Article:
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The following article is from The Great Soviet Encyclopedia (1979). It might be outdated or ideologically biased.



the largest all-Union voluntary sports society of trade unions in the USSR. Spartak includes industrial and nonindustrial workers in state trade, light industry, the food-processing industry, civil aviation, automotive transportation, education, culture, public health, and other fields, as well as members of producers’ cooperatives. Based on physical-culture groups that had been formed in 1925 and 1926 at artels of producers’ cooperatives, it was established as an all-Union physical-culture and sports society of producers’ cooperatives on Apr. 19, 1935, and was reorganized in 1960 as a voluntary sports society of trade unions.

Important figures in the development of Soviet sports from the 1930’s to the 1950’s included such Spartak athletes as Ia. Iu. Spar-re, G. I. Popov, and S. A. Ambartsumian (weight lifting), N. F. Korolev, N. V. Shtein, and I. I. Ganykin (boxing), I. Ia. Anika-nov (speed skating), S. P. Boichenko (swimming), S. I. Znamen-skii and G. I. Znamenskii (track and field), Al. P. Starostin, An. P. Starostin, and N. P. Starostin (soccer), V. M. Abalakov (mountaineering), and N. N. Ozerov (tennis).

Spartak athletes contributed to Soviet victories at major international competitions from the 1950’s through the early 1970’s. Champions and prizewinners at the Olympics and world and European championships have included P. G. Bolotnikov, V. S. Golubnichii, and N. V. Chizhova (track and field), A. V. Aza-rian and G. A. Shaginian (gymnastics), T. V. Petrosian (chess), A. A. Seredina (rowing), B. N. Lagutin (boxing), V. M. Igume-nov and Sh. Sh. Khisamutdinov (wrestling), N. P. Simonian, I. A. Netto, and S. S. Sal’nikov (soccer), B. A. Maiorov, V. I. Starshinov, V. Shadrin, and A. S. Iakushev (ice hockey), A. A. Belov (basketball), L. V. Burda (gymnastics), V. A. Vasin (diving) and M. I. Gusakov and N. I. Gusakov (skiing).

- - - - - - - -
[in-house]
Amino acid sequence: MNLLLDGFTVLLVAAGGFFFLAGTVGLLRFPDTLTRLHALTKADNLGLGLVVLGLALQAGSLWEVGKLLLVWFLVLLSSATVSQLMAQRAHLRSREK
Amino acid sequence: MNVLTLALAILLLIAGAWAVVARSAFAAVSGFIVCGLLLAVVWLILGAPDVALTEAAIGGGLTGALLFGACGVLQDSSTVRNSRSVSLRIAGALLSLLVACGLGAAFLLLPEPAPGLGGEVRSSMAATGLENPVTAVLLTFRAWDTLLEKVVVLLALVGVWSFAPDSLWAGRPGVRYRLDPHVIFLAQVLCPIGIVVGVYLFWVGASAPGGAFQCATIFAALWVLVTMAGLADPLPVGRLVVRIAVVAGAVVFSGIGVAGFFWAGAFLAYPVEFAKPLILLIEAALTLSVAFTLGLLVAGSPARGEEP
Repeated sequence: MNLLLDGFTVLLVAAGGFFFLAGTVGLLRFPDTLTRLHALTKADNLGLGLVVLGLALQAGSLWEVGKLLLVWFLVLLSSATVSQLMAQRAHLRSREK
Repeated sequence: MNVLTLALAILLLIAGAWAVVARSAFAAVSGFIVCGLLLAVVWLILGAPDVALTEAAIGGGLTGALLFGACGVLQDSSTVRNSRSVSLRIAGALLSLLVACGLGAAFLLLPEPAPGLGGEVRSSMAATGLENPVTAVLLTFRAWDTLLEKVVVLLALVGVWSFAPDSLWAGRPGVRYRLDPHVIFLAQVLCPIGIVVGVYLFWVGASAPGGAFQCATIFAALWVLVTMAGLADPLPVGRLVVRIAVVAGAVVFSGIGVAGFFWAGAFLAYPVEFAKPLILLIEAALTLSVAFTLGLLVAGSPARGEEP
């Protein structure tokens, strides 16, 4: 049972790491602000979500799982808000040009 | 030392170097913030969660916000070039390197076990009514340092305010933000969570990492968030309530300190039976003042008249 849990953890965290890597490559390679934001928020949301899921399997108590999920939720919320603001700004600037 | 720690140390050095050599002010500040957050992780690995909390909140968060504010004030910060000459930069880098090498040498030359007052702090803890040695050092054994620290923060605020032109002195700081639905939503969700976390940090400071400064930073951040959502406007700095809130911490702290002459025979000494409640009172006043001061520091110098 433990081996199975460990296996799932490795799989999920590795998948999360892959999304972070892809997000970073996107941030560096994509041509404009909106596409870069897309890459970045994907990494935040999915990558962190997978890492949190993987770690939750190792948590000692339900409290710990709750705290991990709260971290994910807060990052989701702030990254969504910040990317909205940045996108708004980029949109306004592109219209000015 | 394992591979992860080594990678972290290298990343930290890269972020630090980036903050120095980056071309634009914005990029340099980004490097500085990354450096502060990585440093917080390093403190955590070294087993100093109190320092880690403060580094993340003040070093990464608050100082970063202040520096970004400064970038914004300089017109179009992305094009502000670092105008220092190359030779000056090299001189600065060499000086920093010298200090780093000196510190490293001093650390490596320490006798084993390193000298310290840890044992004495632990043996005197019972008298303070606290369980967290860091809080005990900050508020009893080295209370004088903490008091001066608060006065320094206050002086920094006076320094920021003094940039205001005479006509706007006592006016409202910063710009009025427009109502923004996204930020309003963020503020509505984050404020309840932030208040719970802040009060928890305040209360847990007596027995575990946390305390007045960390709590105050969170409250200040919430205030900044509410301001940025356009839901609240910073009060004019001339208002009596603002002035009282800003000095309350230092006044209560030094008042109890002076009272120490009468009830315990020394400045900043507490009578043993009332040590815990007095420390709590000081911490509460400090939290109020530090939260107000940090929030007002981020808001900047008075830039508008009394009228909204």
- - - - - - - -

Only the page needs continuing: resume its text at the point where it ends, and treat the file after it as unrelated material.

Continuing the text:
In 1975, Spartak comprised more than 23,000 physical-culture groups, including approximately 100 sports clubs, with a total of more than 6.2 million members. The work of the society is done primarily by unpaid volunteers, including more than 750,000 coaches and instructors and more than 500,000 referees in different sports. Between 1972 and 1974, 2,500 masters of sport and international class masters of sport were trained. Gold medals won by Spartak athletes included 13 at the Olympics, 40 at world championships, 98 at European championships, and 309 at USSR championships. The title of Honored Master of Sport has been awarded to 212 Spartak members, and that of Honored Coach of the USSR to 105.

The Moscow Spartak soccer team has won nine championships and has held the USSR cup nine times. The Spartak women’s handball team from Kiev has won six USSR championships and three play-offs for the European Champion Clubs. The Spartak ice hockey team of Moscow has won the USSR championship four times and the USSR Cup two times. The women’s basketball team of Leningrad won the USSR championship in 1974 and the play-offs for the European championship cup in competitions of national cup-holders from 1972 to 1975. The men’s Leningrad Spartak basketball team has won prizes at the USSR championships, as well as the national championship in 1975.

Spartak athletes participated in more than 40 sports in 1975. As of that year, Spartak had 238 stadiums, 89 swimming pools, approximately 1,800 gymnasiums, and more than 1,300 soccer fields. It had 2,600 health and sports schools for children (with more than 75,000 children) and 73 specialized sports schools for young people (with 22,000 students).

Spartak was awarded the Order of Lenin in 1937. More than 250 of the society’s members have been given government awards for their sports achievements.


The Great Soviet Encyclopedia, 3rd Edition (1970-1979). © 2010 The Gale Group, Inc. All rights reserved.